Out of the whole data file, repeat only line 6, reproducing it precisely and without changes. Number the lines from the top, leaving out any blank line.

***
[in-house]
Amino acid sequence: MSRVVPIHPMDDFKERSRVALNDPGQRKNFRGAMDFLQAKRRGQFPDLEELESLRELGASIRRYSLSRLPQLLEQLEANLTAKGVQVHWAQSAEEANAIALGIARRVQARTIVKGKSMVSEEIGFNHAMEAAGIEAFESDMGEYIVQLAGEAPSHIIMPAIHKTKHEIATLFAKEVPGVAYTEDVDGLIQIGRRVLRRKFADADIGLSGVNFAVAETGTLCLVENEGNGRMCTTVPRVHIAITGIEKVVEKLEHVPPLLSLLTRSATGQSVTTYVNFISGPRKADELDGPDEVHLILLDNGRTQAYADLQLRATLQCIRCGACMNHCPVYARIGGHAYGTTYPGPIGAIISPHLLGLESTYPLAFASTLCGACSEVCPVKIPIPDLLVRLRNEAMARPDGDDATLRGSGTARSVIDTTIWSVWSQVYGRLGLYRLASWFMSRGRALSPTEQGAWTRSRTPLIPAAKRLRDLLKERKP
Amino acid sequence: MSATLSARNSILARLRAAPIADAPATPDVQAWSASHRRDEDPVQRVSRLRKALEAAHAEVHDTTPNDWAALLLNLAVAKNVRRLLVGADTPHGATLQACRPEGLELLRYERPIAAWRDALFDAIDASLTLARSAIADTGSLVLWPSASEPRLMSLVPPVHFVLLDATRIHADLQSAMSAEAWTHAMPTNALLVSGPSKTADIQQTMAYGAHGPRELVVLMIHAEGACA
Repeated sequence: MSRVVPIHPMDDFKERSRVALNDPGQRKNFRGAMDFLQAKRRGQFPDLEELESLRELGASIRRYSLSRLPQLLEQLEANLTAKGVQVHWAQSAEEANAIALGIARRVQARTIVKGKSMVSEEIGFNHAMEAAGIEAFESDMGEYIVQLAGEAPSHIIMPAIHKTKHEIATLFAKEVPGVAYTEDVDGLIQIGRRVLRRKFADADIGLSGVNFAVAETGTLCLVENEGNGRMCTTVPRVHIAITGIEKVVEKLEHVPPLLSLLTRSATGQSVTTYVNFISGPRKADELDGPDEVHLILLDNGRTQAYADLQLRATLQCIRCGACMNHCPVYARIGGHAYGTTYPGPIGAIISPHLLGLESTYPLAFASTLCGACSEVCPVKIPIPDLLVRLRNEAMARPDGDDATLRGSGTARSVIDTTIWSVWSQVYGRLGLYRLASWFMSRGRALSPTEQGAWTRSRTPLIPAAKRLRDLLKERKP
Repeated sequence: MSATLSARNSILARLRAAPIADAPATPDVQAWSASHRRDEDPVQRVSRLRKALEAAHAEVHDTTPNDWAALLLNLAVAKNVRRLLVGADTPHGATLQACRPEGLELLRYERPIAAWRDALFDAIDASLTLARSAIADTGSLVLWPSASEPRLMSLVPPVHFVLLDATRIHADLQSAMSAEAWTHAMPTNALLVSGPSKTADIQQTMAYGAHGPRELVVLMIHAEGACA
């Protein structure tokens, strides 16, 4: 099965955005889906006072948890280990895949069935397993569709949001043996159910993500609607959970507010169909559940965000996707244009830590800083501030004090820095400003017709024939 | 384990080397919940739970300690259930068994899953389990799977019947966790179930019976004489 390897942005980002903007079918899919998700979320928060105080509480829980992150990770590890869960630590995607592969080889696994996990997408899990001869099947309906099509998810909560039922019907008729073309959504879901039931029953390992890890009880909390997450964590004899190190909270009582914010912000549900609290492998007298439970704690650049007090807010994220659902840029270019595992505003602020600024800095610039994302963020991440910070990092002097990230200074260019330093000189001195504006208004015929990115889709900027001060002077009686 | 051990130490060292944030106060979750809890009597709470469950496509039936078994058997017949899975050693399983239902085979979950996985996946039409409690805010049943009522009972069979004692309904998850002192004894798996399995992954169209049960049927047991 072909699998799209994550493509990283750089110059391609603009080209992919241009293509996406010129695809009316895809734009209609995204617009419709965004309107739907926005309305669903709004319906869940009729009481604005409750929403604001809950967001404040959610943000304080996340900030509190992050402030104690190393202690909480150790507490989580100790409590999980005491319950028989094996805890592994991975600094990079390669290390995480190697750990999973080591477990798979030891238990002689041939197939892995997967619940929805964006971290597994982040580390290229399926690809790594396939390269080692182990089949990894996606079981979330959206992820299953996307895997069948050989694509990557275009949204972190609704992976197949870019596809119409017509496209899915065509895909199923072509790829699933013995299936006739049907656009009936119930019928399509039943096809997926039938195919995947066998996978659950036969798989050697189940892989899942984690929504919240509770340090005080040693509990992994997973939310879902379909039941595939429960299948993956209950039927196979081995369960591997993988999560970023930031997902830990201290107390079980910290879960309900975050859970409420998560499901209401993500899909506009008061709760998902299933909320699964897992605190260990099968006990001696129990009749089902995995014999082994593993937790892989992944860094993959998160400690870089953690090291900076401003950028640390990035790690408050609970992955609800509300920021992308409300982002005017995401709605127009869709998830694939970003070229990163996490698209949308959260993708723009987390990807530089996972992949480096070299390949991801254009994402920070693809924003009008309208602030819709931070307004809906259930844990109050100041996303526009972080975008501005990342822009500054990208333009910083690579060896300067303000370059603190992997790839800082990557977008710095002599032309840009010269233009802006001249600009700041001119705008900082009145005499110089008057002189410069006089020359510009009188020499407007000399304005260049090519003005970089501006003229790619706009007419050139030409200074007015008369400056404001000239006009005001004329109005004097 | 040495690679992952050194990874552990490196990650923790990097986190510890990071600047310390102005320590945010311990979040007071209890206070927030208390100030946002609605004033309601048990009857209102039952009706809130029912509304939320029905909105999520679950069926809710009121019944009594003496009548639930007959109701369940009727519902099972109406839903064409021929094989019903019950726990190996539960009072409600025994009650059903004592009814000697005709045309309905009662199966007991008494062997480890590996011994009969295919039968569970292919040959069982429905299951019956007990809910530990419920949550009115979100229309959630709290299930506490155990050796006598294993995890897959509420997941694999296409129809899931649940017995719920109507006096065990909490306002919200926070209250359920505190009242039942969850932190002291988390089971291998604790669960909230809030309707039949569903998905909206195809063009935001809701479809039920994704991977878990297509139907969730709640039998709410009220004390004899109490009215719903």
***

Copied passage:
């Protein structure tokens, strides 16, 4: 099965955005889906006072948890280990895949069935397993569709949001043996159910993500609607959970507010169909559940965000996707244009830590800083501030004090820095400003017709024939 | 384990080397919940739970300690259930068994899953389990799977019947966790179930019976004489 390897942005980002903007079918899919998700979320928060105080509480829980992150990770590890869960630590995607592969080889696994996990997408899990001869099947309906099509998810909560039922019907008729073309959504879901039931029953390992890890009880909390997450964590004899190190909270009582914010912000549900609290492998007298439970704690650049007090807010994220659902840029270019595992505003602020600024800095610039994302963020991440910070990092002097990230200074260019330093000189001195504006208004015929990115889709900027001060002077009686 | 051990130490060292944030106060979750809890009597709470469950496509039936078994058997017949899975050693399983239902085979979950996985996946039409409690805010049943009522009972069979004692309904998850002192004894798996399995992954169209049960049927047991 072909699998799209994550493509990283750089110059391609603009080209992919241009293509996406010129695809009316895809734009209609995204617009419709965004309107739907926005309305669903709004319906869940009729009481604005409750929403604001809950967001404040959610943000304080996340900030509190992050402030104690190393202690909480150790507490989580100790409590999980005491319950028989094996805890592994991975600094990079390669290390995480190697750990999973080591477990798979030891238990002689041939197939892995997967619940929805964006971290597994982040580390290229399926690809790594396939390269080692182990089949990894996606079981979330959206992820299953996307895997069948050989694509990557275009949204972190609704992976197949870019596809119409017509496209899915065509895909199923072509790829699933013995299936006739049907656009009936119930019928399509039943096809997926039938195919995947066998996978659950036969798989050697189940892989899942984690929504919240509770340090005080040693509990992994997973939310879902379909039941595939429960299948993956209950039927196979081995369960591997993988999560970023930031997902830990201290107390079980910290879960309900975050859970409420998560499901209401993500899909506009008061709760998902299933909320699964897992605190260990099968006990001696129990009749089902995995014999082994593993937790892989992944860094993959998160400690870089953690090291900076401003950028640390990035790690408050609970992955609800509300920021992308409300982002005017995401709605127009869709998830694939970003070229990163996490698209949308959260993708723009987390990807530089996972992949480096070299390949991801254009994402920070693809924003009008309208602030819709931070307004809906259930844990109050100041996303526009972080975008501005990342822009500054990208333009910083690579060896300067303000370059603190992997790839800082990557977008710095002599032309840009010269233009802006001249600009700041001119705008900082009145005499110089008057002189410069006089020359510009009188020499407007000399304005260049090519003005970089501006003229790619706009007419050139030409200074007015008369400056404001000239006009005001004329109005004097 | 040495690679992952050194990874552990490196990650923790990097986190510890990071600047310390102005320590945010311990979040007071209890206070927030208390100030946002609605004033309601048990009857209102039952009706809130029912509304939320029905909105999520679950069926809710009121019944009594003496009548639930007959109701369940009727519902099972109406839903064409021929094989019903019950726990190996539960009072409600025994009650059903004592009814000697005709045309309905009662199966007991008494062997480890590996011994009969295919039968569970292919040959069982429905299951019956007990809910530990419920949550009115979100229309959630709290299930506490155990050796006598294993995890897959509420997941694999296409129809899931649940017995719920109507006096065990909490306002919200926070209250359920505190009242039942969850932190002291988390089971291998604790669960909230809030309707039949569903998905909206195809063009935001809701479809039920994704991977878990297509139907969730709640039998709410009220004390004899109490009215719903």